- A new study looks at UV spectrum to determine how the sun causes skin damage.
- Previous speculation about sun damage to the skin focuses on UVA, UVB, and UVC light. The idea was that the three frequencies of UV light damage the skin differently.
- The current research on the subject claims that all three cause the same amount of damage.
- These findings may have implications for the treatment of skin burn.
About the Research
Researchers from Binghamton University want to determine how UV light affects the skin. That is, they want to understand how different frequencies of light influence skin degeneration. Until now science was unable to determine the exact cause of skin damage from sunlight.
We know that the UV spectrum has four different wavelengths that influence the intensity of sun rays. Because of this fact, scientists think that different rays influence the skin in different intensities. The researchers from Binghamton want to determine how the UV spectrum affects the skin exactly. Also, they want to know what is the underlining cause of skin damage.
UV Light and Skin Damage
The researchers use female breast skin for the experiment. The reason behind this choice lays in the fact that this part of the skin gets the least sunlight. This is because breast skin is covered and often out of the reach of UV rays. Therefore, scientists believe, it will show how unexposed skin reacts to UV radiation.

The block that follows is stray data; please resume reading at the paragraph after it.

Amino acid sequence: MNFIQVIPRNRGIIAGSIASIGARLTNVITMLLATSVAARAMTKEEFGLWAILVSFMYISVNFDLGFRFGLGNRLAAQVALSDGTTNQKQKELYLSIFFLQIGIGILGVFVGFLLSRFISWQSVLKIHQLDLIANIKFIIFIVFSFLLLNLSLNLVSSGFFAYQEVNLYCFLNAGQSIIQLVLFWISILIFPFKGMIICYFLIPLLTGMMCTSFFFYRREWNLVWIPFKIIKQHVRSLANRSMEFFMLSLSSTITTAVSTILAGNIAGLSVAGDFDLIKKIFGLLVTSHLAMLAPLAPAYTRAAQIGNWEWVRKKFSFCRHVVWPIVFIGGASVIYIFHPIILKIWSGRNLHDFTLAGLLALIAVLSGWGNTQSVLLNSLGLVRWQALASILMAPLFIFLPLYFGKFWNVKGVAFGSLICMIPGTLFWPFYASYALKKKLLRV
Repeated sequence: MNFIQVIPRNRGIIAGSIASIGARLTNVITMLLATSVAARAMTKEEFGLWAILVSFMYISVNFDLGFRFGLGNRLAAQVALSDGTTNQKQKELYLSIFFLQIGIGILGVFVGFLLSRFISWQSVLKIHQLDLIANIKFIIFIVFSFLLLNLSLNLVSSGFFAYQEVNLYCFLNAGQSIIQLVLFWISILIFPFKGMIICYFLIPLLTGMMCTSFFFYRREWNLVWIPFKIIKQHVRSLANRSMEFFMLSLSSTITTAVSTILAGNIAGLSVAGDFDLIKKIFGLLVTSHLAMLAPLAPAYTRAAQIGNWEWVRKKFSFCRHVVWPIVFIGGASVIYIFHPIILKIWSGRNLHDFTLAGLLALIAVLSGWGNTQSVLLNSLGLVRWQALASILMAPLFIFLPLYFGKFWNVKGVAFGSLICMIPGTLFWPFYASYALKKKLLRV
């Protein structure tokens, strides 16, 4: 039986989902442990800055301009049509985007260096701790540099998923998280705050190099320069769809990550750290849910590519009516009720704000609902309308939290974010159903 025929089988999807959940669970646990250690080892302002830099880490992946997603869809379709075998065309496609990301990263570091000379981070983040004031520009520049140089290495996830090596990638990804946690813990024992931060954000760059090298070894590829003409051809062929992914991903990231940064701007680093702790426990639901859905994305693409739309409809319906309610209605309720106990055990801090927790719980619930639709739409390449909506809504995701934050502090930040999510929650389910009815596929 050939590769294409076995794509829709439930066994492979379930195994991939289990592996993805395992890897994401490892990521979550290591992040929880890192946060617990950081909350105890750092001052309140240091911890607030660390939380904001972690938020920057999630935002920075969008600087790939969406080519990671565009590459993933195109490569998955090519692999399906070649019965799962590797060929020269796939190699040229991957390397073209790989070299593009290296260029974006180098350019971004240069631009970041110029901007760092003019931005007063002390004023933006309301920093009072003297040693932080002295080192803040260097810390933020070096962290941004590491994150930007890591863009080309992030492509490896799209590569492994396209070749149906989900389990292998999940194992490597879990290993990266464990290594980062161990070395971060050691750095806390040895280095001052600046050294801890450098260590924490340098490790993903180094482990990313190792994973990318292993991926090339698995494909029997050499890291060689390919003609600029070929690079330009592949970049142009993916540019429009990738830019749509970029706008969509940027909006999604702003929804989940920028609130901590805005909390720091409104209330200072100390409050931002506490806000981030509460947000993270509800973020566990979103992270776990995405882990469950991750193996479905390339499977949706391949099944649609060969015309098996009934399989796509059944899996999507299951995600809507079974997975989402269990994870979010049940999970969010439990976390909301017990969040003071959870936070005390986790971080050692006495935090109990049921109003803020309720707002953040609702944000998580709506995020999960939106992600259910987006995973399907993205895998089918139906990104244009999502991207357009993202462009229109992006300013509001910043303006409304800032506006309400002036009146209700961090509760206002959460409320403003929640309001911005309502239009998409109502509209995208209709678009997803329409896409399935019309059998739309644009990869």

The main concern behind this research project is to determine how UVA, UVB, and UVC rays influence skin health. After exposing the skin to sun rays the researchers determined that there is no difference between the two. Both UV frequencies damage the skin in the same way.
Even though they did not determine the difference between the influence of UVA, UVB, and UVC light. Their observation of the skin’s reaction to light exposes the exact reason for skin damage. Such damage does not occur because of difference in frequencies but rather because of the volume of absorbed radiation. In short, the skin will get more damaged if it absorbs more radiation. Practically speaking, the more time you spend in sunlight the greater the volume of radiation absorbed.
On the level of the skin, the difference occurs on the cellular level. That is, as the skin cells absorb UV radiation the bounds between them loosen. Those bounds are maintained through a special substance that loses its strength after skinny cells absorb enough radiation. As those bounds loosen the skin cells start dying off and that leads to the pealing effect.
- Since the study uses only female breast skin the experiments have to consider other areas of the body. Only then can we determine the exact influence of the UV spectrum on the skin.
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